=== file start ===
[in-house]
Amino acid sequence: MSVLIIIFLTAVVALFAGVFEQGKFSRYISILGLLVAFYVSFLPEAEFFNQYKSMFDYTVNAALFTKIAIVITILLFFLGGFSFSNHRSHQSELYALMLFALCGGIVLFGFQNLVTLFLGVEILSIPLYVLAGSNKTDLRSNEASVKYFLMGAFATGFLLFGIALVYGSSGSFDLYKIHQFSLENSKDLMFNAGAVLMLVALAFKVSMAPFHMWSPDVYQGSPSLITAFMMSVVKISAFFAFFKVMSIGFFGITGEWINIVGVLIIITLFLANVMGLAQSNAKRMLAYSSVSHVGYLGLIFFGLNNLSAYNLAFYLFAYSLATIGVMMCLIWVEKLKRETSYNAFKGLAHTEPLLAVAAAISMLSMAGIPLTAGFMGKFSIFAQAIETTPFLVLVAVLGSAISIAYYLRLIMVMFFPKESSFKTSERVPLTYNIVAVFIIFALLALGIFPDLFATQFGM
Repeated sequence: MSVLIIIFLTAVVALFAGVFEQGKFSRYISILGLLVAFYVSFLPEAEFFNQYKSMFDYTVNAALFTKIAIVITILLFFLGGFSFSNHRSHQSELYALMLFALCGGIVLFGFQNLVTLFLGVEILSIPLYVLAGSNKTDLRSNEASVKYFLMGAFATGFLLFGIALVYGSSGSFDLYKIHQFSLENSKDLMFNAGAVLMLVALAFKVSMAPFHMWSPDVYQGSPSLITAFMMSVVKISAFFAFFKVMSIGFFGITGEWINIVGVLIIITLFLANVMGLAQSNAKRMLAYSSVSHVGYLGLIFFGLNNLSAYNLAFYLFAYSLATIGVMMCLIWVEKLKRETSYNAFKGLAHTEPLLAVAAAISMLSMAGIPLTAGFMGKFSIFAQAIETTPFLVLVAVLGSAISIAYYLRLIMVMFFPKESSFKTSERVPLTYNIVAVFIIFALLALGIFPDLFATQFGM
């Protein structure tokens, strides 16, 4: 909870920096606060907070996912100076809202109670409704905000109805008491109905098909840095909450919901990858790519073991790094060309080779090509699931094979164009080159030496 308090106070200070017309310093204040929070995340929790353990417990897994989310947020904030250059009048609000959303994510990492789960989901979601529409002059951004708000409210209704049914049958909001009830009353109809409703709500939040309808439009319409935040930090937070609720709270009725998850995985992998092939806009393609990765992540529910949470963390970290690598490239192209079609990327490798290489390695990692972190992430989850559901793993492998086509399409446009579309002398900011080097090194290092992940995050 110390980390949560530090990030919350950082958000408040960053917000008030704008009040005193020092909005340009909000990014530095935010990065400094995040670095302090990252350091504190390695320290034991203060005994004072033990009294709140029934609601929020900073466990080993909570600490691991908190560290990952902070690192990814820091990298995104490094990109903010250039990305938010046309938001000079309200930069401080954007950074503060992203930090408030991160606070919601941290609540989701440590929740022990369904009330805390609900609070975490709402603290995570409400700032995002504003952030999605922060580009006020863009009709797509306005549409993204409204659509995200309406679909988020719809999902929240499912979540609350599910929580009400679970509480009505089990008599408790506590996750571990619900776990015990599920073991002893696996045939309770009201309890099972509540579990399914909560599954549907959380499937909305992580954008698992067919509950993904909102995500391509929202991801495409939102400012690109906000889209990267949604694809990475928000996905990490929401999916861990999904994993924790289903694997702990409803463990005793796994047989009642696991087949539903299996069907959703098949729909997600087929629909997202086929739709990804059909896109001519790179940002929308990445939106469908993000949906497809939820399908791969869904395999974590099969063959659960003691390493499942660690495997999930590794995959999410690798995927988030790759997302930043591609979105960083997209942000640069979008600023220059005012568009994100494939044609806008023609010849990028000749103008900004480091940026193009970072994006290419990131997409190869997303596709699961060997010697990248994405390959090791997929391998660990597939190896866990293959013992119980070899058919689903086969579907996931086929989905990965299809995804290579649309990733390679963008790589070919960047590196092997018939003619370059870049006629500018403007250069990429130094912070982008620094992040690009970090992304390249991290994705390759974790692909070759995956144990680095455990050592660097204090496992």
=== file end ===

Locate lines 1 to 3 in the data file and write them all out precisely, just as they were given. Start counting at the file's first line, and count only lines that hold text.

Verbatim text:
[in-house]
Amino acid sequence: MSVLIIIFLTAVVALFAGVFEQGKFSRYISILGLLVAFYVSFLPEAEFFNQYKSMFDYTVNAALFTKIAIVITILLFFLGGFSFSNHRSHQSELYALMLFALCGGIVLFGFQNLVTLFLGVEILSIPLYVLAGSNKTDLRSNEASVKYFLMGAFATGFLLFGIALVYGSSGSFDLYKIHQFSLENSKDLMFNAGAVLMLVALAFKVSMAPFHMWSPDVYQGSPSLITAFMMSVVKISAFFAFFKVMSIGFFGITGEWINIVGVLIIITLFLANVMGLAQSNAKRMLAYSSVSHVGYLGLIFFGLNNLSAYNLAFYLFAYSLATIGVMMCLIWVEKLKRETSYNAFKGLAHTEPLLAVAAAISMLSMAGIPLTAGFMGKFSIFAQAIETTPFLVLVAVLGSAISIAYYLRLIMVMFFPKESSFKTSERVPLTYNIVAVFIIFALLALGIFPDLFATQFGM
Repeated sequence: MSVLIIIFLTAVVALFAGVFEQGKFSRYISILGLLVAFYVSFLPEAEFFNQYKSMFDYTVNAALFTKIAIVITILLFFLGGFSFSNHRSHQSELYALMLFALCGGIVLFGFQNLVTLFLGVEILSIPLYVLAGSNKTDLRSNEASVKYFLMGAFATGFLLFGIALVYGSSGSFDLYKIHQFSLENSKDLMFNAGAVLMLVALAFKVSMAPFHMWSPDVYQGSPSLITAFMMSVVKISAFFAFFKVMSIGFFGITGEWINIVGVLIIITLFLANVMGLAQSNAKRMLAYSSVSHVGYLGLIFFGLNNLSAYNLAFYLFAYSLATIGVMMCLIWVEKLKRETSYNAFKGLAHTEPLLAVAAAISMLSMAGIPLTAGFMGKFSIFAQAIETTPFLVLVAVLGSAISIAYYLRLIMVMFFPKESSFKTSERVPLTYNIVAVFIIFALLALGIFPDLFATQFGM